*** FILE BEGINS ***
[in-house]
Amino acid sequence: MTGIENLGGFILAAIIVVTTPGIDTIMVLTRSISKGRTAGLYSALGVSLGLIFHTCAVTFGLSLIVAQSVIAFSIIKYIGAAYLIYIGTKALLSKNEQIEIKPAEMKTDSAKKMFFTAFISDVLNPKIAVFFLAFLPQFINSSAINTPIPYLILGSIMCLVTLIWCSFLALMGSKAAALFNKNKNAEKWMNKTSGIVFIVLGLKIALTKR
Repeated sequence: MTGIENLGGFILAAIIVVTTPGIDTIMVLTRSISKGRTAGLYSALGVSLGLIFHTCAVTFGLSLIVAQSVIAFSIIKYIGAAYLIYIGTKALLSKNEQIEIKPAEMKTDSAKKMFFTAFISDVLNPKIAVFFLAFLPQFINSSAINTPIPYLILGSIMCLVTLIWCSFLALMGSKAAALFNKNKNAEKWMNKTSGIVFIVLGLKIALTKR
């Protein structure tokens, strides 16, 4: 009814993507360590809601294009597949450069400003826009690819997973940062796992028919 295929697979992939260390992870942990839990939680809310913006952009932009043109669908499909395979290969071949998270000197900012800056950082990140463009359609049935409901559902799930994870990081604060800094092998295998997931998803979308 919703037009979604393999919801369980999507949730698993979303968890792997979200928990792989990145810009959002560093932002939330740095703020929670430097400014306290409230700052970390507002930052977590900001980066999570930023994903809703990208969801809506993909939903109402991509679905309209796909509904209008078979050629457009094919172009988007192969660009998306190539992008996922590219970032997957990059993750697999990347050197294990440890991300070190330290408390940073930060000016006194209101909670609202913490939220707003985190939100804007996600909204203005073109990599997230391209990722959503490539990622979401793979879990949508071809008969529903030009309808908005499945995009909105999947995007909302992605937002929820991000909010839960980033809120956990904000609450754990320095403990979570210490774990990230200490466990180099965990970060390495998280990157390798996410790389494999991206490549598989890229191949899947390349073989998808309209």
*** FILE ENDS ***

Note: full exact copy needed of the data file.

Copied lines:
[in-house]
Amino acid sequence: MTGIENLGGFILAAIIVVTTPGIDTIMVLTRSISKGRTAGLYSALGVSLGLIFHTCAVTFGLSLIVAQSVIAFSIIKYIGAAYLIYIGTKALLSKNEQIEIKPAEMKTDSAKKMFFTAFISDVLNPKIAVFFLAFLPQFINSSAINTPIPYLILGSIMCLVTLIWCSFLALMGSKAAALFNKNKNAEKWMNKTSGIVFIVLGLKIALTKR
Repeated sequence: MTGIENLGGFILAAIIVVTTPGIDTIMVLTRSISKGRTAGLYSALGVSLGLIFHTCAVTFGLSLIVAQSVIAFSIIKYIGAAYLIYIGTKALLSKNEQIEIKPAEMKTDSAKKMFFTAFISDVLNPKIAVFFLAFLPQFINSSAINTPIPYLILGSIMCLVTLIWCSFLALMGSKAAALFNKNKNAEKWMNKTSGIVFIVLGLKIALTKR
């Protein structure tokens, strides 16, 4: 009814993507360590809601294009597949450069400003826009690819997973940062796992028919 295929697979992939260390992870942990839990939680809310913006952009932009043109669908499909395979290969071949998270000197900012800056950082990140463009359609049935409901559902799930994870990081604060800094092998295998997931998803979308 919703037009979604393999919801369980999507949730698993979303968890792997979200928990792989990145810009959002560093932002939330740095703020929670430097400014306290409230700052970390507002930052977590900001980066999570930023994903809703990208969801809506993909939903109402991509679905309209796909509904209008078979050629457009094919172009988007192969660009998306190539992008996922590219970032997957990059993750697999990347050197294990440890991300070190330290408390940073930060000016006194209101909670609202913490939220707003985190939100804007996600909204203005073109990599997230391209990722959503490539990622979401793979879990949508071809008969529903030009309808908005499945995009909105999947995007909302992605937002929820991000909010839960980033809120956990904000609450754990320095403990979570210490774990990230200490466990180099965990970060390495998280990157390798996410790389494999991206490549598989890229191949899947390349073989998808309209």